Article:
The origin story of a social reporting model

The origin story of a social reporting model

With ESSEC Knowledge Editor-in-chief

How do we measure the value that companies create and distribute to the world? 

Value-added statements are one way, and the Value Footprint is another social reporting tool widely used in Latin America. ESSEC professor Adrian Zicari and Luis Perera Aldama explain the origin story of the Value Footprint in their recent paper, using an auto-ethnographic account of its development.

What is auto-ethnography? 

It is a novel qualitative research approach wherein one uses their personal experience and self-reflection and connects it to a broader cultural context. It offers a richer view than would a purely quantitative approach. It is still a nascent model in the social sciences, and has barely been used in accounting, with the authors only noting one other paper (Malsch and Tessier, 2015). Dr. Zicari identifies this as an opportunity for a different type of research, a type that could respond to the Social Accounting “call for passion” (Correa and Laine, 2013). Using a first-person perspective infuses the research with emotion and makes for a more engaging read. While some posit that it might make for subjective research, Dr. Zicari contends that it can make for deeper conversations. 

In this case, Dr. Zicari used the approach by interviewing Perera Aldama to understand how his life experiences led him to develop the Value Footprint model, and combined the interview with those of other stakeholders and relevant documents. An advantage of this approach is that it offers unique insight into a phenomenon, in this case how the Value Footprint model came to be. 

What is the Value Footprint model? 

Perera Aldama became interested in social and environmental issues over the course of his career in auditing in different South American countries, eventually connecting it to professional practice and involving his company, BigOne (a large audit firm), in a CSR initiative. He then became the head of sustainability advisory services at BigOne Chile and developed the Value Footprint model: a way of measuring the value a company creates and diffuses. This model is an elaboration on the  value-added statement: a financial statement on an organization’s value and wealth, that explains how value is created and distributed. A value-added statement goes beyond a standard financial statement in that last point: offering an explanation on how value is created. The purpose is to explain the financial numbers of a company and show the results of a sustainability strategy. It also includes some non-financial information, forming a more clear picture of a company and is more user-friendly than other tools, with a format that permits benchmarking, making it useful for comparison purposes. 

During the process, Perera Aldama worked with multidisciplinary partners, which informed his development of the sustainability advisory and of the development of the Value Footprint model. It is more focused than other social reporting tools like the Global Reporting Initiative, as it focuses on the Value created by the company (sales - input) and the Value Distributed by the company (employees, government, shareholders, community, re-investment in the enterprise). For example, when looking at employee indicators, the Value Footprint approach looks at their demographics and average annual income; when looking at the government, at taxes paid; for the community, investment in social interest and environmental projects and hours donated for volunteer work; and for financing, at the average external financing cost, average profitability of liquid funds, and collection and payment periods.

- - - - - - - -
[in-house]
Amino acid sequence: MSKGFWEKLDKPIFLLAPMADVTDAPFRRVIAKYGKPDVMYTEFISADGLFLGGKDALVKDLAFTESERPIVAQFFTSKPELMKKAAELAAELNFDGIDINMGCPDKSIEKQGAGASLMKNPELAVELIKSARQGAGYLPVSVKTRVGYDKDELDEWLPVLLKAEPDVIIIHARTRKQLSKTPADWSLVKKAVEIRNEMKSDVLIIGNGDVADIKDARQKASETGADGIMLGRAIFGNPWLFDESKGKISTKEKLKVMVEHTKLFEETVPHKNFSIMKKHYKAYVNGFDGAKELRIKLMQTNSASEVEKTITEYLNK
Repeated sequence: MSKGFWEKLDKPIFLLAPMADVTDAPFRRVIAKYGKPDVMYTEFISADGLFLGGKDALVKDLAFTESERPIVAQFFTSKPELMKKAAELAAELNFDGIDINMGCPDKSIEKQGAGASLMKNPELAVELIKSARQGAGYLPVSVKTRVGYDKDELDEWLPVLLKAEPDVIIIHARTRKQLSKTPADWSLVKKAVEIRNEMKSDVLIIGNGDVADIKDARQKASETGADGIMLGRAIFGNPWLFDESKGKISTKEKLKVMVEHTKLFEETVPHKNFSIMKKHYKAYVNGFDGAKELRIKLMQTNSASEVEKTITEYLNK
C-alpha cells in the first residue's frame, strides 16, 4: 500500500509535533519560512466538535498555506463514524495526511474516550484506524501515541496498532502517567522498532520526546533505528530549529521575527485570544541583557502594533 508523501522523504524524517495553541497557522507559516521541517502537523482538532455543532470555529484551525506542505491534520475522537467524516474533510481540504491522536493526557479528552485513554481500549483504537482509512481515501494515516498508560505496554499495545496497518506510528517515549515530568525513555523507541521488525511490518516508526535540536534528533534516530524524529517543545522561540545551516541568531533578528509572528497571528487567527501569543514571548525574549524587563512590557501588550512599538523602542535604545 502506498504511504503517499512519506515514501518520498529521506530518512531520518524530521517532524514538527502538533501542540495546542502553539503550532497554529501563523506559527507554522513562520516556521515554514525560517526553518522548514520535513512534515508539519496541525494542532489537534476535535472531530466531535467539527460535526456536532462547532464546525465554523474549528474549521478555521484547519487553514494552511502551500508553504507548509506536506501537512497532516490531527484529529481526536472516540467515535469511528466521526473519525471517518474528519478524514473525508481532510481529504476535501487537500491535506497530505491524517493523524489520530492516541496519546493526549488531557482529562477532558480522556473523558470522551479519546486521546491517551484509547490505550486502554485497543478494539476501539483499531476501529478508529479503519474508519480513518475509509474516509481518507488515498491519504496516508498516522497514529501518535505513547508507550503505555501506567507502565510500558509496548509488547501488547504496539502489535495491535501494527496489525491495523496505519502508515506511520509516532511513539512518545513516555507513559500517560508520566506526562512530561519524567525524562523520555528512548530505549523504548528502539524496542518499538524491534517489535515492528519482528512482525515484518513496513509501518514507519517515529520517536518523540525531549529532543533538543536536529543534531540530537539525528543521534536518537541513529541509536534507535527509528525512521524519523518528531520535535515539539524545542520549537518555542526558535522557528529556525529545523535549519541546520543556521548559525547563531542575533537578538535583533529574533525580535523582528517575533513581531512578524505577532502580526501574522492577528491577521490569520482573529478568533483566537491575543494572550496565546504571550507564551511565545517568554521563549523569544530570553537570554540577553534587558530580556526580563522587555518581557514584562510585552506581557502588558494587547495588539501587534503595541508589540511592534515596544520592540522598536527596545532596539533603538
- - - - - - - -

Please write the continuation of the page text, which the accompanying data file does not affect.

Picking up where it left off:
In this model, companies must also disclose their policies for: 

  • corporate governance

  • code of ethics

  • safety, health and labor 

  • the environment

  • community development

  • responsible marketing and consumer protection

  • social dialog 

  • social investment

  • donations, volunteer work and philanthropy

  • education

Together, this collection of data provides a thorough but concise social reporting framework. 

Perera Aldama also notes the pros and cons of developing a CSR initiative from a for-profit organization (BigOne Chile). Profitability goals are a constraint, as sustainability consulting is not necessarily a priority. On the flipside, the global network and connections of the firm allowed for amassing a large international client base and an environment that encouraged risk-taking. This made for a social reporting model that was rooted in conventional accounting, but built with the input of multidisciplinary professionals. 

Lessons learned and future directions

What can we learn from the Value Footprint model and from using an auto-ethnographic approach?

  • The story can hold valuable insight for those looking to develop social reporting models in Latin America, and possibly in other geographies..

  • The accounting profession is still finding its footing in the field of CSR , but it has much to offer. Making value-added reporting, as seen in the Value Footprint approach, more mainstream would help cement the accounting profession’s role in CSR. 

  • Openness to new research methods can offer unique insight and perspectives, particularly when using a qualitative approach in a field dominated by quantitative methods.

  • Accounting professionals, and indeed researchers in general, can turn to auto-ethnography as a way to infuse their research with passion, thus presenting the “inside story”, which usually goes untold.  

To read more, check out the article :

Zicari, A., & Perera-Aldama, L. (2020). Building from Scratch: An Auto-ethnographic Approach for the Development of a Social Reporting Model. Social and Environmental Accountability Journal40(2), 101-115.

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